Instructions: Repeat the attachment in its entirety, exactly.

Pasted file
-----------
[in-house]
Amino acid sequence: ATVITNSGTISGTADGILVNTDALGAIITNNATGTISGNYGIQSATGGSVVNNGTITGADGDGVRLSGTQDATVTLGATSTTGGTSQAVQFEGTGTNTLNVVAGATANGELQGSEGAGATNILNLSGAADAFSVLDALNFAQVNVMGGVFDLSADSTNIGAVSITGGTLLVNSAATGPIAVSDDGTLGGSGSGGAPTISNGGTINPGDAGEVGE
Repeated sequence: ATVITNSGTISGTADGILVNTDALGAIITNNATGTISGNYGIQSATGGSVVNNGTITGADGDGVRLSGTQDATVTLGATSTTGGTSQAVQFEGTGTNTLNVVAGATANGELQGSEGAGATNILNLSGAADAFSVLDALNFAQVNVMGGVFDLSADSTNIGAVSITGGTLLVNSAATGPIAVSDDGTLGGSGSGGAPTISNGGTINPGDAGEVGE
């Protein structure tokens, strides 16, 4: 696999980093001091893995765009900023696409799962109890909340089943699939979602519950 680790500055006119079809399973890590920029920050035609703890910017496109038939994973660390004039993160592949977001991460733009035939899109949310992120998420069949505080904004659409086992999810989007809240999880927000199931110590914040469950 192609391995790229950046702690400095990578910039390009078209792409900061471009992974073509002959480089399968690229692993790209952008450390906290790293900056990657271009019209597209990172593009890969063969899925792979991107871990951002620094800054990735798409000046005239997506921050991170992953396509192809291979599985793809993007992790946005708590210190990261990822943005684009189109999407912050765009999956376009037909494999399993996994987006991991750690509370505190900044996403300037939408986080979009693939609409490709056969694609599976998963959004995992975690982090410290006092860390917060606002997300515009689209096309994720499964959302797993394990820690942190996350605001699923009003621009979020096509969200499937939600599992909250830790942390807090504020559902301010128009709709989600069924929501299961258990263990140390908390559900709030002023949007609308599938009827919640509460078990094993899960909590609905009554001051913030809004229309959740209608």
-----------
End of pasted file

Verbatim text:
[in-house]
Amino acid sequence: ATVITNSGTISGTADGILVNTDALGAIITNNATGTISGNYGIQSATGGSVVNNGTITGADGDGVRLSGTQDATVTLGATSTTGGTSQAVQFEGTGTNTLNVVAGATANGELQGSEGAGATNILNLSGAADAFSVLDALNFAQVNVMGGVFDLSADSTNIGAVSITGGTLLVNSAATGPIAVSDDGTLGGSGSGGAPTISNGGTINPGDAGEVGE
Repeated sequence: ATVITNSGTISGTADGILVNTDALGAIITNNATGTISGNYGIQSATGGSVVNNGTITGADGDGVRLSGTQDATVTLGATSTTGGTSQAVQFEGTGTNTLNVVAGATANGELQGSEGAGATNILNLSGAADAFSVLDALNFAQVNVMGGVFDLSADSTNIGAVSITGGTLLVNSAATGPIAVSDDGTLGGSGSGGAPTISNGGTINPGDAGEVGE
């Protein structure tokens, strides 16, 4: 696999980093001091893995765009900023696409799962109890909340089943699939979602519950 680790500055006119079809399973890590920029920050035609703890910017496109038939994973660390004039993160592949977001991460733009035939899109949310992120998420069949505080904004659409086992999810989007809240999880927000199931110590914040469950 192609391995790229950046702690400095990578910039390009078209792409900061471009992974073509002959480089399968690229692993790209952008450390906290790293900056990657271009019209597209990172593009890969063969899925792979991107871990951002620094800054990735798409000046005239997506921050991170992953396509192809291979599985793809993007992790946005708590210190990261990822943005684009189109999407912050765009999956376009037909494999399993996994987006991991750690509370505190900044996403300037939408986080979009693939609409490709056969694609599976998963959004995992975690982090410290006092860390917060606002997300515009689209096309994720499964959302797993394990820690942190996350605001699923009003621009979020096509969200499937939600599992909250830790942390807090504020559902301010128009709709989600069924929501299961258990263990140390908390559900709030002023949007609308599938009827919640509460078990094993899960909590609905009554001051913030809004229309959740209608």